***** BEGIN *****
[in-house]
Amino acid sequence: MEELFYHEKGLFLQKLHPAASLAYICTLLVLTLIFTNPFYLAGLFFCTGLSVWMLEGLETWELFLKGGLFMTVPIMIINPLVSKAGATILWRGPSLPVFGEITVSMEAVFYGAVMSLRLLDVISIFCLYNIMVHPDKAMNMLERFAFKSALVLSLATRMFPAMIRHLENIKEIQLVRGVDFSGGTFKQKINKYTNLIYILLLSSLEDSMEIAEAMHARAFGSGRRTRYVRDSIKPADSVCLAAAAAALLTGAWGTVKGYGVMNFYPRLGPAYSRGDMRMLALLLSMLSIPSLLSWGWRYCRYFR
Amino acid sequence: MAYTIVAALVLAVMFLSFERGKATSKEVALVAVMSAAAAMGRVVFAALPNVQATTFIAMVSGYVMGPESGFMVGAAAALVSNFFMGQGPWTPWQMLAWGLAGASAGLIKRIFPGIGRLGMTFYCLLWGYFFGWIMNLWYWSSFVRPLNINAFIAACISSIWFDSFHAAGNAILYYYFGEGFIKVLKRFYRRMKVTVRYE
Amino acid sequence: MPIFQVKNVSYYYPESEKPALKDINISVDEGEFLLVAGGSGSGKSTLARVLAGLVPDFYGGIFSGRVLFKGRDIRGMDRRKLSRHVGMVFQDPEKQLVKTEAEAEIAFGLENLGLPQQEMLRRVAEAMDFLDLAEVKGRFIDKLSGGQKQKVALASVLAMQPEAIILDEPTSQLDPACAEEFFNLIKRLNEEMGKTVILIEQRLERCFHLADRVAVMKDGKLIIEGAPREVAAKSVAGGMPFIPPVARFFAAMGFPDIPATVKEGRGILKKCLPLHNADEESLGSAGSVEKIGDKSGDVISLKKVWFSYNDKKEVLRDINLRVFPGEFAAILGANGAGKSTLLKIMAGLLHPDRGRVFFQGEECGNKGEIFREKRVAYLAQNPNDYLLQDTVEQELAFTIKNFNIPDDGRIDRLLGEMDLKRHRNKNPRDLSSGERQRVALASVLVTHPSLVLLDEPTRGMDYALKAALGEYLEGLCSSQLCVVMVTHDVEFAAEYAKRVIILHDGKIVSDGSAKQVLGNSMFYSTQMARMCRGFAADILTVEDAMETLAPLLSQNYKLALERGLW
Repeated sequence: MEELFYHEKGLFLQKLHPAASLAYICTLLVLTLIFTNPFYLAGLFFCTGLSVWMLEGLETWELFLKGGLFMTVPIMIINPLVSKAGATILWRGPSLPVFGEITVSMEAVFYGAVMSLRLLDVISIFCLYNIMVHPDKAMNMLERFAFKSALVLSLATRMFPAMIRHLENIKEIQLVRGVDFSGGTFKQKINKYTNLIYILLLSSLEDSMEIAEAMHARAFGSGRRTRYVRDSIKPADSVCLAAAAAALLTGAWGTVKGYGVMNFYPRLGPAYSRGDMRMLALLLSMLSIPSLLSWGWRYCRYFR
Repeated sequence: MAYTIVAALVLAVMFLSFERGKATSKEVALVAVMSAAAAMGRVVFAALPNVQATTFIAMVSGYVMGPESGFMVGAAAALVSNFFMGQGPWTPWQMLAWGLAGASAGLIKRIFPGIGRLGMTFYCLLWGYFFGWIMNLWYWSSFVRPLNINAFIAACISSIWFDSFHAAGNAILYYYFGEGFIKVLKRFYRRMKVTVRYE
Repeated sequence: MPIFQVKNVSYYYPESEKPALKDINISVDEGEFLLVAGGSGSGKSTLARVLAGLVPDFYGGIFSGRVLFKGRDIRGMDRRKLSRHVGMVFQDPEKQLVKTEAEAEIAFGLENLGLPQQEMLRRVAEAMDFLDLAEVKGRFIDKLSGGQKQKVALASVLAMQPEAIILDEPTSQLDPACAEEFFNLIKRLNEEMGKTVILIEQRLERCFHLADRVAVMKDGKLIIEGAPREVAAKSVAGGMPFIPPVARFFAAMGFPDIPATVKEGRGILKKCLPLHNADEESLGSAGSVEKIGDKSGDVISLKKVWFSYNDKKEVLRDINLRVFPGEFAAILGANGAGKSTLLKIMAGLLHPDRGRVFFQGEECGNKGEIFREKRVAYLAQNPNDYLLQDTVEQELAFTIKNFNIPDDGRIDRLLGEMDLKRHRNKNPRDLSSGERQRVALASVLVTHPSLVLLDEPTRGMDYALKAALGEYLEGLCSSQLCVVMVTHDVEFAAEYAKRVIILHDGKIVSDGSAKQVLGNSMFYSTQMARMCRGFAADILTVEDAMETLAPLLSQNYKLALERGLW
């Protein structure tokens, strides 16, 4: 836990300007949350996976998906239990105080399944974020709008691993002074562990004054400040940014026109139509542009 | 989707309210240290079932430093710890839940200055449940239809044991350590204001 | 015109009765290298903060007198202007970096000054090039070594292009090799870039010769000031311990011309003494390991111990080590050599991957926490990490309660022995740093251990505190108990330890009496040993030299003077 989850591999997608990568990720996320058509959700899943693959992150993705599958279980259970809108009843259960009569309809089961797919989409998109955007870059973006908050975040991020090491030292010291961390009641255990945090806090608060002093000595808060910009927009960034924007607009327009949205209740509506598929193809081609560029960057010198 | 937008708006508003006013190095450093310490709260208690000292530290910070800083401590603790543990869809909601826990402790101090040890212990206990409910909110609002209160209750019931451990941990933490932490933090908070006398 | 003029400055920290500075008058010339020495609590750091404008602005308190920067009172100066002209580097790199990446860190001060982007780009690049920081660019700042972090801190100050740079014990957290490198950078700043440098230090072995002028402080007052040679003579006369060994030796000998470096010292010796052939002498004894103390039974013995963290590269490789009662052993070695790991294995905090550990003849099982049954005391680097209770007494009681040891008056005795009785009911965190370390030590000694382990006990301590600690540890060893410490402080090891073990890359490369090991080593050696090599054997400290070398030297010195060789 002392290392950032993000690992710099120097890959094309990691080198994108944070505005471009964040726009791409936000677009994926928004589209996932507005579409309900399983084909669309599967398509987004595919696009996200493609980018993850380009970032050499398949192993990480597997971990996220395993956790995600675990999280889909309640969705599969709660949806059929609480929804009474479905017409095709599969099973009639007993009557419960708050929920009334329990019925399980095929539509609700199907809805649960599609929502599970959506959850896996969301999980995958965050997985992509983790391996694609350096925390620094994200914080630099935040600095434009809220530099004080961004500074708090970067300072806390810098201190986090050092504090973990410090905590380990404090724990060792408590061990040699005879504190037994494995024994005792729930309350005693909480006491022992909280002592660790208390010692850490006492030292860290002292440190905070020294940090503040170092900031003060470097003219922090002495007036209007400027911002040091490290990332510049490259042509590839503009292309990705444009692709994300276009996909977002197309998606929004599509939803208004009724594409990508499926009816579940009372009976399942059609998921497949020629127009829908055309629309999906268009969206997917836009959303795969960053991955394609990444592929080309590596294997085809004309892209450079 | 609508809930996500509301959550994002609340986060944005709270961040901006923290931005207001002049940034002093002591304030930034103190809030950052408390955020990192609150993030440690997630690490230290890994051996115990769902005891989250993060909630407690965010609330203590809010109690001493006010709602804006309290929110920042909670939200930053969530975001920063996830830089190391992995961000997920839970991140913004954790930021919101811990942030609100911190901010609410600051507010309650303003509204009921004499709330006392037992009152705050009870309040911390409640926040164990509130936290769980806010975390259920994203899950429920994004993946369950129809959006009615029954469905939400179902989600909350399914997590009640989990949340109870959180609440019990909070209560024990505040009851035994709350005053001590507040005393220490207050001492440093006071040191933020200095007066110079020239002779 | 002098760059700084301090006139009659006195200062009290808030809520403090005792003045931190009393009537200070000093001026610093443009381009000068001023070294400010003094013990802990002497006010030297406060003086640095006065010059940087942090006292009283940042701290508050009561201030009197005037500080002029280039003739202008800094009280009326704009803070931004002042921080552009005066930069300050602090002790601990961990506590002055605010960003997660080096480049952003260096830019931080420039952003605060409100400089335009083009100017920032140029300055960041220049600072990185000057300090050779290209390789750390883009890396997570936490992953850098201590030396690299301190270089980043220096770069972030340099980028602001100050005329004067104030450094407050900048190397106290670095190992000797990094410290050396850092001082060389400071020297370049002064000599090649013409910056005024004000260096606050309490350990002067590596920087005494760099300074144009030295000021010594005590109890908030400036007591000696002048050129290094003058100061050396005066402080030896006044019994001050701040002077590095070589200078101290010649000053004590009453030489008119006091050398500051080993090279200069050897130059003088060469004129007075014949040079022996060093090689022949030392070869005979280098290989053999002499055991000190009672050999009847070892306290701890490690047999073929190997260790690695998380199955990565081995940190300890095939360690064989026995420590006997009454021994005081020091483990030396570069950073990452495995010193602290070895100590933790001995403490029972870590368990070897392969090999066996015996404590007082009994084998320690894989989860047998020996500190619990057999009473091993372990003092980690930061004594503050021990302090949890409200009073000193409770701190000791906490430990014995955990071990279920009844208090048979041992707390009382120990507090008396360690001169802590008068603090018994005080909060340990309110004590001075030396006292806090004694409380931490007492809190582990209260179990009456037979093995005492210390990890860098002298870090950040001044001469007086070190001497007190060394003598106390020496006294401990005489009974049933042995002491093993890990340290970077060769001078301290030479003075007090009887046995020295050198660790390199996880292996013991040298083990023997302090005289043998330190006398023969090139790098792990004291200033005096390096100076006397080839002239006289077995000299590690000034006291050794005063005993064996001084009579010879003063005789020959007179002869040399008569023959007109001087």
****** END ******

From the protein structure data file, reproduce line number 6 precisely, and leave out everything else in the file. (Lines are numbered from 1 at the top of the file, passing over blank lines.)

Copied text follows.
Repeated sequence: MAYTIVAALVLAVMFLSFERGKATSKEVALVAVMSAAAAMGRVVFAALPNVQATTFIAMVSGYVMGPESGFMVGAAAALVSNFFMGQGPWTPWQMLAWGLAGASAGLIKRIFPGIGRLGMTFYCLLWGYFFGWIMNLWYWSSFVRPLNINAFIAACISSIWFDSFHAAGNAILYYYFGEGFIKVLKRFYRRMKVTVRYE